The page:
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Chapter 6. I/O Multiplexing: The select and poll Functions

Chapter 6. I/O Multiplexing: The select and poll Functions

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Exercises

16.1



InourdiscussionofFigure16.10,wementionedthattheparentmustcallshutdown,

notclose.Why?



16.2



WhathappensinFigure16.10iftheserverprocessterminatesprematurely,plusthe

childreceivestheEOFandterminates,butthechilddoesnotnotifytheparent?



16.3



WhathappensinFigure16.10iftheparentdiesunexpectedlybeforethechild,and

thechildthenreadsanEOFonthesocket?



WhathappensinFigure16.11ifweremovethetwolines

16.4

if(n==0)

gotodone;/*connectcompletedimmediately*/



16.5



InSection16.3wesaidthatitispossiblefordatatoarriveforasocketbefore

connectreturns.Howcanthishappen?



6.5BatchInputandBuffering

Unfortunately,ourstr_clifunctionisstillnotcorrect.First,

let'sgobacktoouroriginalversion,Figure5.5.Itoperatesina

stop-and-waitmode,whichisfineforinteractiveuse:Itsendsa

linetotheserverandthenwaitsforthereply.Thisamountof

timeisoneRTTplustheserver'sprocessingtime(whichisclose

to0forasimpleechoserver).Wecanthereforeestimatehow

longitwilltakeforagivennumberoflinestobeechoedifwe

knowtheRTTbetweentheclientandserver.

ThepingprogramisaneasywaytomeasureRTTs.Ifwerun

pingtothehostconnix.comfromourhostsolaris,the

averageRTTover30measurementsis175ms.Page89of

TCPv1showsthatthesepingmeasurementsareforanIP

datagramwhoselengthis84bytes.Ifwetakethefirst2,000

linesoftheSolaristermcapfile,theresultingfilesizeis98,349

bytes,foranaverageof49bytesperline.Ifweaddthesizesof

theIPheader(20bytes)andtheTCPheader(20),theaverage

TCPsegmentwillbeabout89bytes,nearlythesameasthe

pingpacketsizes.Wecanthereforeestimatethatthetotal

clocktimewillbearound350secondsfor2,000lines

(2,000x0.175sec).IfwerunourTCPechoclientfromChapter

5,theactualtimeisabout354seconds,whichisverycloseto

ourestimate.

Ifweconsiderthenetworkbetweentheclientandserverasa

full-duplexpipe,withrequestsgoingfromtheclienttothe

serverandrepliesinthereversedirection,thenFigure6.10

showsourstop-and-waitmode.



Figure6.10.Timelineofstop-and-waitmode:

interactiveinput.



Arequestissentbytheclientattime0andweassumeanRTT

of8unitsoftime.Thereplysentattime4isreceivedattime7.

Wealsoassumethatthereisnoserverprocessingtimeand

thatthesizeoftherequestisthesameasthereply.Weshow

onlythedatapacketsbetweentheclientandserver,ignoring

theTCPacknowledgmentsthatarealsogoingacrossthe

network.

Sincethereisadelaybetweensendingapacketandthat

packetarrivingattheotherendofthepipe,andsincethepipe



isfull-duplex,inthisexample,weareonlyusingone-eighthof

thepipe'scapacity.Thisstop-and-waitmodeisfinefor

interactiveinput,butsinceourclientreadsfromstandardinput

andwritestostandardoutput,andsinceitistrivialunderthe

Unixshellstoredirecttheinputandoutput,wecaneasilyrun

ourclientinabatchmode.Whenweredirecttheinputand

output,however,theresultingoutputfileisalwayssmallerthan

theinputfile(andtheyshouldbeidenticalforanechoserver).

Toseewhat'shappening,realizethatinabatchmode,wecan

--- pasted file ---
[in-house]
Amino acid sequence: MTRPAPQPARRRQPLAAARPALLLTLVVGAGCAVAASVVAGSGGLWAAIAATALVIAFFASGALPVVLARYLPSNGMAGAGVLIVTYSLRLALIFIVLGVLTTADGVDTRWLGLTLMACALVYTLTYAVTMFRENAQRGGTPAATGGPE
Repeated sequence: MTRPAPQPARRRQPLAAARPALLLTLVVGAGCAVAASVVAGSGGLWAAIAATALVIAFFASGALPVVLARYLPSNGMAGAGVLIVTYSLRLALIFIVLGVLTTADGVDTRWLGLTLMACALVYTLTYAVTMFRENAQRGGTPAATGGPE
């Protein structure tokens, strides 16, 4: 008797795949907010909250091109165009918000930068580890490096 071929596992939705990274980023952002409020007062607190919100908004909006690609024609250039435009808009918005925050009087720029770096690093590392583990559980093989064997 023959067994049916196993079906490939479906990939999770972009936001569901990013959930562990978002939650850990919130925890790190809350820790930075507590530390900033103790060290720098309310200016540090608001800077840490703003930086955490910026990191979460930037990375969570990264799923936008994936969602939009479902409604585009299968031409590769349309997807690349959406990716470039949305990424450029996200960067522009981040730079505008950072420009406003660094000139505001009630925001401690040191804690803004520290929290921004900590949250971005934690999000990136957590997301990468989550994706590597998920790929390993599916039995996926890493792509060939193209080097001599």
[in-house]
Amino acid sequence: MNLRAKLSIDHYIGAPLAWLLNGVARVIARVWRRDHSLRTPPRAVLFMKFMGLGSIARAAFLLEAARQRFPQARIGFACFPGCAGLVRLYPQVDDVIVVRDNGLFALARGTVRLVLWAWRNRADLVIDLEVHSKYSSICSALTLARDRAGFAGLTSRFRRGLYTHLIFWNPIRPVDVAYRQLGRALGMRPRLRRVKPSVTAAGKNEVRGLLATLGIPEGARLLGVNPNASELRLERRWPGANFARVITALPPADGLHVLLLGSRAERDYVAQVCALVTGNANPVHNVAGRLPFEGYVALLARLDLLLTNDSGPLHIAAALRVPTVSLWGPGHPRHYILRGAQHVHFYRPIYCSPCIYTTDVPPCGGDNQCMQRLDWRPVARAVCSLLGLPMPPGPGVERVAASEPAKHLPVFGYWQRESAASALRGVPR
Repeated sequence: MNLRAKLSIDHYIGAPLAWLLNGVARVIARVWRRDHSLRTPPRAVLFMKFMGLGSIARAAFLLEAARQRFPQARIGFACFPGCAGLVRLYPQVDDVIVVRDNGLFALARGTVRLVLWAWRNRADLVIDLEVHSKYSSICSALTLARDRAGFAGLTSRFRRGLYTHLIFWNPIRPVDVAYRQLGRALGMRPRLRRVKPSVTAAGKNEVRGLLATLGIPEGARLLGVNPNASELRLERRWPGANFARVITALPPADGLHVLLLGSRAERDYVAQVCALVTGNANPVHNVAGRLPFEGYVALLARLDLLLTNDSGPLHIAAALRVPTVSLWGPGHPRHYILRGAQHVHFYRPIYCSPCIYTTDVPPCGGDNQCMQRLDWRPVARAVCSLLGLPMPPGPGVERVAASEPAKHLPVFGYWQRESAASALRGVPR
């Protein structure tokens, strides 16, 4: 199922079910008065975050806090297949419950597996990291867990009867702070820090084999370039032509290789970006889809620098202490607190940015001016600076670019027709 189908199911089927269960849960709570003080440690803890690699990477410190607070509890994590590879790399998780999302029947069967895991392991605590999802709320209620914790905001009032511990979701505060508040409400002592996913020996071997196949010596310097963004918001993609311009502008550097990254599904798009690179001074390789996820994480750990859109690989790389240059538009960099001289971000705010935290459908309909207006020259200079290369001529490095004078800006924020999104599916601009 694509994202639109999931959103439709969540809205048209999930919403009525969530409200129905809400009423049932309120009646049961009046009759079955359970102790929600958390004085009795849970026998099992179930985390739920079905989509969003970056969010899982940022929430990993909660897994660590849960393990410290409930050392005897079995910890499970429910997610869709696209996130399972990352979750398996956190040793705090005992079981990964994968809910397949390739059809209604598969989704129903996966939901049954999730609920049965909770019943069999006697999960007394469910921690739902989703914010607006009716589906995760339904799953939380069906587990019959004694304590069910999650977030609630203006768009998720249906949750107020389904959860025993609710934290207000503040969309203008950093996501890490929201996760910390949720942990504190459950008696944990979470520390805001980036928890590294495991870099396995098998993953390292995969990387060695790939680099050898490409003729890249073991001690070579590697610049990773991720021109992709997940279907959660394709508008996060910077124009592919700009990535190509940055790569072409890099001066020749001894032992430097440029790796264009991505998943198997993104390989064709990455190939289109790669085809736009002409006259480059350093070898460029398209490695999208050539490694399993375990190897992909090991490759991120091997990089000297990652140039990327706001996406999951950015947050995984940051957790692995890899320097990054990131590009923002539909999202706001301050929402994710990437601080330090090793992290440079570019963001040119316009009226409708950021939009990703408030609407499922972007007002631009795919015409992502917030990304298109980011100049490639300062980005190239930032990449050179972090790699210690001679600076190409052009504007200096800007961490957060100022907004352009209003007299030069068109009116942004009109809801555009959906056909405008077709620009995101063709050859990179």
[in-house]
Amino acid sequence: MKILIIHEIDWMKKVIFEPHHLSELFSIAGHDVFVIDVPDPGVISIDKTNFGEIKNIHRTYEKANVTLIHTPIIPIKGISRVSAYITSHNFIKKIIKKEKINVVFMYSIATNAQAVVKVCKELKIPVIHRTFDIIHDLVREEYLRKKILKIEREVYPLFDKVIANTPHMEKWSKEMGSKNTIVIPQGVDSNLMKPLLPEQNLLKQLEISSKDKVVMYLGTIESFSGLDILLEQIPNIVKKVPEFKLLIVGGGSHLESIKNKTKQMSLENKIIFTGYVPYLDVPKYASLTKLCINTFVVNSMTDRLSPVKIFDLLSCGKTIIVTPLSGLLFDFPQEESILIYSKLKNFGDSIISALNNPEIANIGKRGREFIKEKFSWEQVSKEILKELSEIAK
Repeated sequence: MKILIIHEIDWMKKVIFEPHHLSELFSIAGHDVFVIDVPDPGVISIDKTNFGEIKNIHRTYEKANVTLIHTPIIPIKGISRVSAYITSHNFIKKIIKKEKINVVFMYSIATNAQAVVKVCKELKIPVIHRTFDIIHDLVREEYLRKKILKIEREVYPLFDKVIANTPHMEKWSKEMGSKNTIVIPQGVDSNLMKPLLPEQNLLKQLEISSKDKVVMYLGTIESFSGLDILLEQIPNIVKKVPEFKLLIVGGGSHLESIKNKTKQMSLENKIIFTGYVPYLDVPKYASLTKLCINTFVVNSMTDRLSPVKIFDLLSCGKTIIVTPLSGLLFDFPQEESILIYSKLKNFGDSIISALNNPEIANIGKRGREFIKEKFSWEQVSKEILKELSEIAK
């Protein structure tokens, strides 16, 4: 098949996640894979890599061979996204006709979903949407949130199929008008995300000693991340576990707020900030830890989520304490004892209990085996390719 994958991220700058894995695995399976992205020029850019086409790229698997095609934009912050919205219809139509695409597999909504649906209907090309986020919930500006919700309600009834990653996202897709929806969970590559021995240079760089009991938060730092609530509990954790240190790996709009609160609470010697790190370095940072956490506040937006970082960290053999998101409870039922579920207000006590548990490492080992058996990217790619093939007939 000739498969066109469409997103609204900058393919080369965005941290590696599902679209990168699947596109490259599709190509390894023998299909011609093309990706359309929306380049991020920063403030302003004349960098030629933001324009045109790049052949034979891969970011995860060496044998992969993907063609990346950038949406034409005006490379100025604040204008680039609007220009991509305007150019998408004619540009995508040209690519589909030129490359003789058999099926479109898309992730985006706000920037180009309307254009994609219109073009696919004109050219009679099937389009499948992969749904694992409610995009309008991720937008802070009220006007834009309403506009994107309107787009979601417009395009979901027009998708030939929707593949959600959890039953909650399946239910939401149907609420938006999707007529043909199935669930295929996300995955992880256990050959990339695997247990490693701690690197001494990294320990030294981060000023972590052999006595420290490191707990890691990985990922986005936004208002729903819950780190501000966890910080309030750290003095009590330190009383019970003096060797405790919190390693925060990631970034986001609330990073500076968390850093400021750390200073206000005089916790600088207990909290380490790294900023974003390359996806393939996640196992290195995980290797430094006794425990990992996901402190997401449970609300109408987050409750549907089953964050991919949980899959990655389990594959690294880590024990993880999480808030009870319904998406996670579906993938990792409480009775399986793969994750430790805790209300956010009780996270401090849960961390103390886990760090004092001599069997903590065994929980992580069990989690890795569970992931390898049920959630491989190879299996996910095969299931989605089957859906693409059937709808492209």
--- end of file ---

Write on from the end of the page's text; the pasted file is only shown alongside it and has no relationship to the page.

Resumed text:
keepsendingrequestsasfastasthenetworkcanacceptthem.

Theserverprocessesthemandsendsbacktherepliesatthe

samerate.Thisleadstothefullpipeattime7,asshownin

Figure6.11.



Figure6.11.Fillingthepipebetweentheclient

andserver:batchmode.



Hereweassumethataftersendingthefirstrequest,we

immediatelysendanother,andthenanother.Wealsoassume

thatwecankeepsendingrequestsasfastasthenetworkcan

acceptthem,alongwithprocessingrepliesasfastasthe

networksuppliesthem.

TherearenumeroussubtletiesdealingwithTCP'sbulk

dataflowthatweareignoringhere,suchasitsslow-start

algorithm,whichlimitstherateatwhichdataissentona

neworidleconnection,andthereturningACKs.Theseare



allcoveredinChapter20ofTCPv1.

Toseetheproblemwithourrevisedstr_clifunctioninFigure

6.9,assumethattheinputfilecontainsonlyninelines.Thelast

lineissentattime8,asshowninFigure6.11.Butwecannot

closetheconnectionafterwritingthisrequestbecausethereare

stillotherrequestsandrepliesinthepipe.Thecauseofthe

problemisourhandlingofanEOFoninput:Thefunction

returnstothemainfunction,whichthenterminates.Butina

batchmode,anEOFoninputdoesnotimplythatwehave

finishedreadingfromthesocket;theremightstillberequests

onthewaytotheserver,orrepliesonthewaybackfromthe

server.

Whatweneedisawaytocloseone-halfoftheTCPconnection.

Thatis,wewanttosendaFINtotheserver,tellingitwehave

finishedsendingdata,butleavethesocketdescriptoropenfor

reading.Thisisdonewiththeshutdownfunction,whichis

describedinthenextsection.

Ingeneral,bufferingforperformanceaddscomplexitytoa

networkapplication,andthecodeinFigure6.9suffersfromthis

complexity.Considerthecasewhenseverallinesofinputare

availablefromthestandardinput.selectwillcausethecodeat

line20toreadtheinputusingfgetsandthat,inturn,willread

theavailablelinesintoabufferusedbystdio.But,fgetsonly

returnsasinglelineandleavesanyremainingdatasittingin

thestdiobuffer.Thecodeatline22ofFigure6.9writesthat

singlelinetotheserverandthenselectiscalledagaintowait

formorework,evenifthereareadditionallinestoconsumein

thestdiobuffer.Thereasonforthisisthatselectknows

nothingofthebuffersusedbystdioitwillonlyshowreadability

fromtheviewpointofthereadsystemcall,notcallslikefgets.

Forthisreason,mixingstdioandselectisconsideredvery

error-proneandshouldonlybedonewithgreatcare.

Thesameproblemexistswiththecalltoreadlineinthe



exampleinFigure6.9.Insteadofdatabeinghiddenfrom

selectinastdiobuffer,itishiddeninreadline'sbuffer.Recall

thatinSection3.9weprovidedafunctionthatgivesvisibility

intoreadline'sbuffer,soonepossiblesolutionistomodifyour

codetousethatfunctionbeforecallingselecttoseeifdata

hasalreadybeenreadbutnotconsumed.Butagain,the

complexitygrowsoutofhandquicklywhenwehavetohandle

thecasewherethereadlinebuffercontainsapartialline

(meaningwestillneedtoreadmore)aswellaswhenit